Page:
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The Devil is in the Details: Examining Matt Murdock and Daredevil Paperback – February 19, 2013
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Introduction by Ralph Macchio
--A Different Daredevil by Will Murray
This essay looks at the origins of Daredevil as a Marvel character and his ties to a previous Golden Age character also known as Daredevil.
--Grabbing the Devil by the Horns: Daredevil and His Early Rogues Gallery by Matt Duarte
Duarte takes a look at early Daredevil villains, which he rightly assesses were comprised of misfire after baffling misfire.
--Being Mike Murdock by Timothy Callahan
This highly entertaining essay gives us a retrospective on one of Daredevil's most ridiculous and memorable plot developments, Matt's other secret identity, Mike Murdock.
--Daredevil and the Missing Father: Why Fathers Matter in Super-Hero Origins by Forrest C. Helvie
Helvie gives us an excellent essay on the role Matt Murdock's father and his later murder has had on Daredevil's crimefighting career.
--There Will Be Blood: Daredevil's Violent Tendencies by Henry Northmore
Northmore gives us an interesting trajectory from Daredevil's first appearance through his most recent on the level of violence in the book.
--Science Fact! by Stephane Gueret, Marie-Laure Saulnier, Manuella Hyvard, and Nicolas Labarre
By far one of the standout essays in this collection is this examination of the scientific plausibility of Daredevil's powers. What surprised me here is just how lucidly the authors make their points.
--Daredevil: Not Ready for Primetime? by M.S. Wilson
Here we have a reflection on why Daredevil doesn't really work in a team setting or in a cosmic story, something that may have to do with some of the more critically-praised, character-focused stories.
--The Life and Times of Foggy Nelson by Christine Hanefalk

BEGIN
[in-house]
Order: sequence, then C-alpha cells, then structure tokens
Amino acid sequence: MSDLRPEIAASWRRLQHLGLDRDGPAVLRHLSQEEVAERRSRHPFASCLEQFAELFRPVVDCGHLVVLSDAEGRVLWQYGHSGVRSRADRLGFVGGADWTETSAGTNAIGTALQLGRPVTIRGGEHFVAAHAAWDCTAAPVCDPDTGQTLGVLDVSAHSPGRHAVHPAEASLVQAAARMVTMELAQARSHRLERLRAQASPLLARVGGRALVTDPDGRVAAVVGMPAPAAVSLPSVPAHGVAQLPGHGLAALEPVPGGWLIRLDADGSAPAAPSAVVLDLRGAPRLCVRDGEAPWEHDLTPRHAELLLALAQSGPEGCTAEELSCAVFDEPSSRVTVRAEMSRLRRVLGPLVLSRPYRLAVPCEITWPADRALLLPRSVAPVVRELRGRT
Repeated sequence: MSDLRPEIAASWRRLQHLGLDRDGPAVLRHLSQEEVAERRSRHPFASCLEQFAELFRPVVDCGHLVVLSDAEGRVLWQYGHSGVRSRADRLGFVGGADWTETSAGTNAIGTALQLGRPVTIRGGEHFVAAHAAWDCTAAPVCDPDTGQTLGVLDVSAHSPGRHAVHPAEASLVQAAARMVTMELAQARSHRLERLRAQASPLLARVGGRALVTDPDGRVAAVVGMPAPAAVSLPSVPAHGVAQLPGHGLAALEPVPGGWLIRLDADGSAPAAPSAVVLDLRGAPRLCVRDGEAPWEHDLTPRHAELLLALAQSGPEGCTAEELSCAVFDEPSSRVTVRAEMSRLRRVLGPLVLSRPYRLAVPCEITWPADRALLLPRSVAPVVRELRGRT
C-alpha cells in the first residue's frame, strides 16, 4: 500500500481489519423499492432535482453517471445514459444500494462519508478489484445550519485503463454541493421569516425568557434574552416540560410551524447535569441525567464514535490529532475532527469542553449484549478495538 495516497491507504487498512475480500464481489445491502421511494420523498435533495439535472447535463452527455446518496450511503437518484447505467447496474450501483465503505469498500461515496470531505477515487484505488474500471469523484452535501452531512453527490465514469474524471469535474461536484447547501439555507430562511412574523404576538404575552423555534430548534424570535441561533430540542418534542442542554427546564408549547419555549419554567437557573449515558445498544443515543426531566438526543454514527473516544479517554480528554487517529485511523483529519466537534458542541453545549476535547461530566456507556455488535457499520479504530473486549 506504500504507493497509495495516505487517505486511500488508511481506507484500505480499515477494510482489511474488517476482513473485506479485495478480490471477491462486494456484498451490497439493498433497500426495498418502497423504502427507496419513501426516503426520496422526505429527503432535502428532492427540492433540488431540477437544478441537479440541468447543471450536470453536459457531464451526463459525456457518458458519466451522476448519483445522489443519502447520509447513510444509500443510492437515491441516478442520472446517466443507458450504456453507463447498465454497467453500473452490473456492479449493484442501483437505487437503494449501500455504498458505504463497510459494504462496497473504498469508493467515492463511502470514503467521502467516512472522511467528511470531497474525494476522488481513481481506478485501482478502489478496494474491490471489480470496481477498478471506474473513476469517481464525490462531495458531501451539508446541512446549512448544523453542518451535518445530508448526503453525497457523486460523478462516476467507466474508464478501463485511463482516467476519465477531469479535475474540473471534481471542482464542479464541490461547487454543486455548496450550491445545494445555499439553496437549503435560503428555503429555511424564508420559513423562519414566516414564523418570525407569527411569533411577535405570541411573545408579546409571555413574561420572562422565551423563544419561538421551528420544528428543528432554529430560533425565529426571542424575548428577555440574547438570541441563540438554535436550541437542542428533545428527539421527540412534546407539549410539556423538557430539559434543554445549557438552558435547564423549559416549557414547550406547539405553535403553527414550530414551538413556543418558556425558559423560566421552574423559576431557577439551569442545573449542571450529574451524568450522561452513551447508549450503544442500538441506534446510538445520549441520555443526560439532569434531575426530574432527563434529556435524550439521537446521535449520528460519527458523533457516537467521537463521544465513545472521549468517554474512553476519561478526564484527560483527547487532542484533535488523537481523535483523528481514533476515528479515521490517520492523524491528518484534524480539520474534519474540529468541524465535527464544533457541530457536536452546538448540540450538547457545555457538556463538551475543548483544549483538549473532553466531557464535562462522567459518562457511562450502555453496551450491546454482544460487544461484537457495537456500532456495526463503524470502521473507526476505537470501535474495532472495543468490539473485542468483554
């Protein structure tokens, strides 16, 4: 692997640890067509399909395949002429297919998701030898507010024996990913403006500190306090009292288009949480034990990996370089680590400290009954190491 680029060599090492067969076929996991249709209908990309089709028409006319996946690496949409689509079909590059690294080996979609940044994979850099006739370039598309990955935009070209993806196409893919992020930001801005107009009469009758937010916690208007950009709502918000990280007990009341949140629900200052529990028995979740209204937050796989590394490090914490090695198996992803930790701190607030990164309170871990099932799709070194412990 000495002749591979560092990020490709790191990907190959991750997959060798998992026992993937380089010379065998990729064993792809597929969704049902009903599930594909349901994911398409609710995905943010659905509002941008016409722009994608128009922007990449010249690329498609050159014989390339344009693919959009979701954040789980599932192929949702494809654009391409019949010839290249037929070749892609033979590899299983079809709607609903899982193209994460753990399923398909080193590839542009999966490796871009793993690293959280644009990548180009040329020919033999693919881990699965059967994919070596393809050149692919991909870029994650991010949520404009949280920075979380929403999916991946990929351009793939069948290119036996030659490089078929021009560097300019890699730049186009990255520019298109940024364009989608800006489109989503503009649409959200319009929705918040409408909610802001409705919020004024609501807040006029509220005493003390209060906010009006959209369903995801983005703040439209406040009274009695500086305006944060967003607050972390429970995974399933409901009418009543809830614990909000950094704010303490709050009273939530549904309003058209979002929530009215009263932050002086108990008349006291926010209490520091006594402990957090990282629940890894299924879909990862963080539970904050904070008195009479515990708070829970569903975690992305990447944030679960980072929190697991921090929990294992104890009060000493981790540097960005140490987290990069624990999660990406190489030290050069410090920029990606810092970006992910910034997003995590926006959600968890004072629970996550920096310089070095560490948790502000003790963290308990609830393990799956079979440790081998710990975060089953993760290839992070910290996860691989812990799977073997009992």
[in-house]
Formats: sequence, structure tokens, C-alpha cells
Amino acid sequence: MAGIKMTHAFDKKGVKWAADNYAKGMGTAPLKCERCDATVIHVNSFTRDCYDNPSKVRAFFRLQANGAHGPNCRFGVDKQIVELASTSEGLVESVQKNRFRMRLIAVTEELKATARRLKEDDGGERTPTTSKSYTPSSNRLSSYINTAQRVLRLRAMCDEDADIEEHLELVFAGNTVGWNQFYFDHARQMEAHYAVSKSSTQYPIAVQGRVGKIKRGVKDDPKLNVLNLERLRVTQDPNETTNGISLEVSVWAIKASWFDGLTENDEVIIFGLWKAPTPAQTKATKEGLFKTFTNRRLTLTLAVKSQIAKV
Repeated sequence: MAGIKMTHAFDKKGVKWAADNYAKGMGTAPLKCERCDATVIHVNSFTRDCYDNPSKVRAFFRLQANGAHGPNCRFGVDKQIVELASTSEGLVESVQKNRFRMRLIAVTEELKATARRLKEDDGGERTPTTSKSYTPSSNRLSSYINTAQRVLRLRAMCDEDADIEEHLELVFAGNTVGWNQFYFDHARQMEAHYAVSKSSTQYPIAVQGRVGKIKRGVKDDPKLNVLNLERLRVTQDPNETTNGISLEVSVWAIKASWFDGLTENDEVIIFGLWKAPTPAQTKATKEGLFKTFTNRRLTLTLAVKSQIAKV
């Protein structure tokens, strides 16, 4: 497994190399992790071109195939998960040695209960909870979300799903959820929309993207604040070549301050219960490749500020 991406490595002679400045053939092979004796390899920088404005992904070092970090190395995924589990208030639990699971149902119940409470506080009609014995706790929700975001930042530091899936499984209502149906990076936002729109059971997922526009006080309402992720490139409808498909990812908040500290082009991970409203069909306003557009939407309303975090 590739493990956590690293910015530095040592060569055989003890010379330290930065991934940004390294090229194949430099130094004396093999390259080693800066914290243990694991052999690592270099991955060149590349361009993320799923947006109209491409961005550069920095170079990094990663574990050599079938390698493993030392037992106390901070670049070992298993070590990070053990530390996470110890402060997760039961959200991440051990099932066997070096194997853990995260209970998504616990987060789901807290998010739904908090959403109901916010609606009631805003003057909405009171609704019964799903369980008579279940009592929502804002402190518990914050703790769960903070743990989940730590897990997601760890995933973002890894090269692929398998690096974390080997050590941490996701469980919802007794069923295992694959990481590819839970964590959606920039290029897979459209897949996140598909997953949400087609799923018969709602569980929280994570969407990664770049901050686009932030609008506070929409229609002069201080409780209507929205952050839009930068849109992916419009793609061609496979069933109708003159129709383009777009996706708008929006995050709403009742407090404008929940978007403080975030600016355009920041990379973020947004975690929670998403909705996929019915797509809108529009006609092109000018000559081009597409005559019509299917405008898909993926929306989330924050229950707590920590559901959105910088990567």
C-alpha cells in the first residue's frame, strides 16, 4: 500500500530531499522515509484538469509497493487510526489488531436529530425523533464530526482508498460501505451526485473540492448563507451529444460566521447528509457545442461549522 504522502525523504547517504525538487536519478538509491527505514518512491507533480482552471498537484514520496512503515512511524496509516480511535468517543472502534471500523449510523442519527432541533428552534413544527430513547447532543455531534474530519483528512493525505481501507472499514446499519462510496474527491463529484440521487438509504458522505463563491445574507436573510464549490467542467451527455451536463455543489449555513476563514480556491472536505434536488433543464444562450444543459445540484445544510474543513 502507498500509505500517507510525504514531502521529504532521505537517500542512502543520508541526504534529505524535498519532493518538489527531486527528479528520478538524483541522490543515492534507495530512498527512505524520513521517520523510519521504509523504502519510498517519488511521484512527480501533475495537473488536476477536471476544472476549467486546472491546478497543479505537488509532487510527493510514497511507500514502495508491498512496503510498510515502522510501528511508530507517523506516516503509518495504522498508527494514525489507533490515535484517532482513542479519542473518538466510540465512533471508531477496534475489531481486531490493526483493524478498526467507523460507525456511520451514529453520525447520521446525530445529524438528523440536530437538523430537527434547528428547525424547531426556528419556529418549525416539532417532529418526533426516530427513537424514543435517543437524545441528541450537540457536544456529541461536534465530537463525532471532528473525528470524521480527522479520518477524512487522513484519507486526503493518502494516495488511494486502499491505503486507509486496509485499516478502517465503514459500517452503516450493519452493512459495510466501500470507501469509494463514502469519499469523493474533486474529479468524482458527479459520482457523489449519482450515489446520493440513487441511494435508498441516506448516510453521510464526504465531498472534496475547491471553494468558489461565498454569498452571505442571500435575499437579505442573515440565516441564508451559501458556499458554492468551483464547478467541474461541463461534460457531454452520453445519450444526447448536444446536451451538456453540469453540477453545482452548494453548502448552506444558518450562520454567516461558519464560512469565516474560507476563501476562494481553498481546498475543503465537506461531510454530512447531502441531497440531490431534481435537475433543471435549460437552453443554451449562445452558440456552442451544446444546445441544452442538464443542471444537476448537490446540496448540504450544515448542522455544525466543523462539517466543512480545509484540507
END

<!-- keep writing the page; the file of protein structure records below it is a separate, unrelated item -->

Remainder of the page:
The essay is what is says, a close look at the character of Foggy Nelson in the larger Daredevil narrative.
--Blind Dates and Broken Hearts: The Tragic Loves of Matthew Murdock by Ryan K. Lindsay
The longest essay in the bunch, the book's editor takes a look at the five major loves of Matt's life--Karen Page, Black Widow, Elektra Natchios, Typhoid Mary, and Milla Donovan.
--Daredevil and Spider-Man: Dark Alleys and Bright Lights by Vinny Murphy
Murphy takes a close look at the parallels in these two characters' stories, positing that Daredevil is Spider-Man's darker reflection.
--Daredevil and Punisher: Polar Opposites? by M.S. Wilson
Wilson's second essay in this collection looks at the similarities and differences between Matt and Frank, looking at how their methodologies and philosophies set them apart.
--What Fall from Grace? Reappraising the Chichester Years by Julian Darius
Darius reevaluates the oft-maligned D.G. Chichester and Scott McDaniel run, arguing its merits in Daredevil history. Not to detract from the other wonderful essays, but this is my favorite, and it has convinced me to revisit the discussed issues.
--.22 Caliber, a Girl's Gun: Vanessa Fisk and Freedom of Action by Kevin Thurman
Surprisingly existential, this is an examination of agency and power through the actions of a standout character.
--When Things Fall Apart in Hell's Kitchen: Postcolonialism in Bendis's Daredevil by Jon Cormier
Perhaps the closest to academic writing, this essay looks at Daredevil and the Kingpin's attempts to control Hell's Kitchen through the lens of postcolonialism and the subaltern.
--Daredevil: Intermediate Superhero Filmmaking by Geoff Klock
Klock takes a look at the character's film and its influence on superhero cinema.
--The Only Way is Down: Brubaker's Saga as '70s Cinematic Noir by Ryan K. Lindsay
Lindsay closes out the book by examining Brubaker's run as a three-part noir epic inspired by Scorcese, Polanski, and Peckinpah.
This book will remain on my shelf, as it is an indispensable resource on most things Daredevil. If you want a deeper understanding of why this character has endured, pick up this book. Also, hats off to Sequart and Mr. Lindsay. I hope to see more of these character-focused books in the future.